1 U.S High Yield: Barclays U.S. High Yield Index as of March 2015.


Nothing contained in this material is intended to constitute legal, tax, securities or investment advice, nor an opinion regarding the appropriateness of any investment, nor a solicitation of any type.

Please remember that all investments carry some level of risk, including the potential loss of principal invested. They do not typically grow at an even rate of return and may experience negative growth. As with any type of portfolio structuring, attempting to reduce risk and increase return could, at certain times, unintentionally reduce returns.

Performance quoted represents past performance and does not guarantee future results. The investment return and principal value of an investment will fluctuate so that shares, when redeemed, may be worth more or less than their original cost.

Indexes and/or benchmarks are unmanaged and cannot be invested in directly. Returns represent past performance, are not a guarantee of future performance, and are not indicative of any specific investment.

Diversification does not assure a profit and does not protect against loss in declining markets.

Investing for yield involves a number of risks, including those associated with equities, bonds and derivatives.

Stock/Equity investors should carefully consider risks such as market risk when investing. There are no guarantees when it comes to individual stocks. Any stock may go bankrupt, in which case your investment may be worth nothing.

Bonds involve risks such as interest rate, credit, default and duration risks. Greater risk, such as increased volatility, limited liquidity, prepayment, non-payment and increased default risk, is inherent in portfolios that invest in high yield (“junk”) bonds or mortgage-backed securities. Investments in derivatives may cause the investors losses to be greater than if he/she invests only in conventional securities and can cause the returns to be more volatile.

The general information contained in this publication should not be acted upon without obtaining specific legal, tax and investment advice from a licensed professional. The information, analysis and opinions expressed herein are for general information only and are not intended to provide specific advice or recommendations for any individual entity.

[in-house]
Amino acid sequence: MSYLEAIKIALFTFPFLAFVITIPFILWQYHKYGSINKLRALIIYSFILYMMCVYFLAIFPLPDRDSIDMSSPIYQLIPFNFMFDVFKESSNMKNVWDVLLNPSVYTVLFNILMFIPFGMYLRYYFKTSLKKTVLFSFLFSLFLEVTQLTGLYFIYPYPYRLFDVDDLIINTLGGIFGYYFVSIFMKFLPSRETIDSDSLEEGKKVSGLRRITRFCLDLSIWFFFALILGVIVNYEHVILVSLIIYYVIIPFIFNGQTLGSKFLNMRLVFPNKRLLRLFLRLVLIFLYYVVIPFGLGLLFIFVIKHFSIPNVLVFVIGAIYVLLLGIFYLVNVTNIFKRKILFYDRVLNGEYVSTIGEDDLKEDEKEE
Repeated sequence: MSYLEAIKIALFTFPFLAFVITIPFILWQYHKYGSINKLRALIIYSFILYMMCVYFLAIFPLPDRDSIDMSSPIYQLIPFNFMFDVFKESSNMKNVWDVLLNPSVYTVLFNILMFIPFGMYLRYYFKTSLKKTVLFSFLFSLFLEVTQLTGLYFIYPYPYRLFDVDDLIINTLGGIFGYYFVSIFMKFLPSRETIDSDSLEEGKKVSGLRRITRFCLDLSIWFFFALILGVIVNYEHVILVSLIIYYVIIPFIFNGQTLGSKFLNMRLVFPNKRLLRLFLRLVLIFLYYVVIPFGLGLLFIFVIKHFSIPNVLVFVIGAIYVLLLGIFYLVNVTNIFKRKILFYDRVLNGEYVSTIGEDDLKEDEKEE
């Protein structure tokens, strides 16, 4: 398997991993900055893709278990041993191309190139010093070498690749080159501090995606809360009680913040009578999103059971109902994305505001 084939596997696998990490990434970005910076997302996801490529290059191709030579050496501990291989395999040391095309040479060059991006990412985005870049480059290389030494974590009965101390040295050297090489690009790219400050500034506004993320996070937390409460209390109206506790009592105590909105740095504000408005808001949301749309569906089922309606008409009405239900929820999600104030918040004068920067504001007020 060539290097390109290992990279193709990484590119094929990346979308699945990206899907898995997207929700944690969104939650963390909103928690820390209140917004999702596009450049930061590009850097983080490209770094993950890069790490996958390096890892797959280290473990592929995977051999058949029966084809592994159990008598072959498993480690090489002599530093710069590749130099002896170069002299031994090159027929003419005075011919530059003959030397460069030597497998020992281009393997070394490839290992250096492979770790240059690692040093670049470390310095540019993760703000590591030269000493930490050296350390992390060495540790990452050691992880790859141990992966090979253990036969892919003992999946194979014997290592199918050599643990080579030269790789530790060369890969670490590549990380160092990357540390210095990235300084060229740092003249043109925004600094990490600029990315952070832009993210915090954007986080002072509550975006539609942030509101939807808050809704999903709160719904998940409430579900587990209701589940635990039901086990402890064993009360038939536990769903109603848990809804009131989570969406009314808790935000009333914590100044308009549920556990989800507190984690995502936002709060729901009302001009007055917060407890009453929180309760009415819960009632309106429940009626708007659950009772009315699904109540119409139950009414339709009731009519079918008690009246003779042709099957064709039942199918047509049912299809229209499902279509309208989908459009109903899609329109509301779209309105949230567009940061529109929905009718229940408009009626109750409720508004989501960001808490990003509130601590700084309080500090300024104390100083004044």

Barclays U.S. Aggregate Bond Index: An index, with income reinvested, generally representative of intermediate-term government bonds, investment grade coporate debt securities, and mortgage-backed securities. (specifically; Barclays Government/Corporate Bond Index, the Asset-Backed Securities Index, and the Mortgage-Backed Securities Index).

Barclays U.S. Corporate High Yield Index: The Barclays US Corporate High Yield Bond Index measures the USD-denominated, high yield, fixed-rate corporate bond market. Securities are classified as high yield if the middle rating of Moody’s, Fitch and S&P is Ba1/BB+/BB+ or below. Bonds from issuers with an emerging markets country of risk, based on Barclays EM country definition, are excluded. The US Corporate High Yield Index is a component of the US Universal and Global High Yield Indices. The index was created in 1986, with history backfilled to July 1, 1983.

Russell Investments is the owner of the trademarks, service marks and copyrights related to its indexes.

Russell Investments is a trade name and registered trademark of Frank Russell Company, a Washington USA corporation, which operates through subsidiaries worldwide and is a subsidiary of London Stock Exchange Group.

Copyright © Russell Investments 2015. All rights reserved.

This material is proprietary and may not be reproduced, transferred, or distributed in any form without prior written permission from Russell Investments. It is delivered on an “as is” basis without warranty.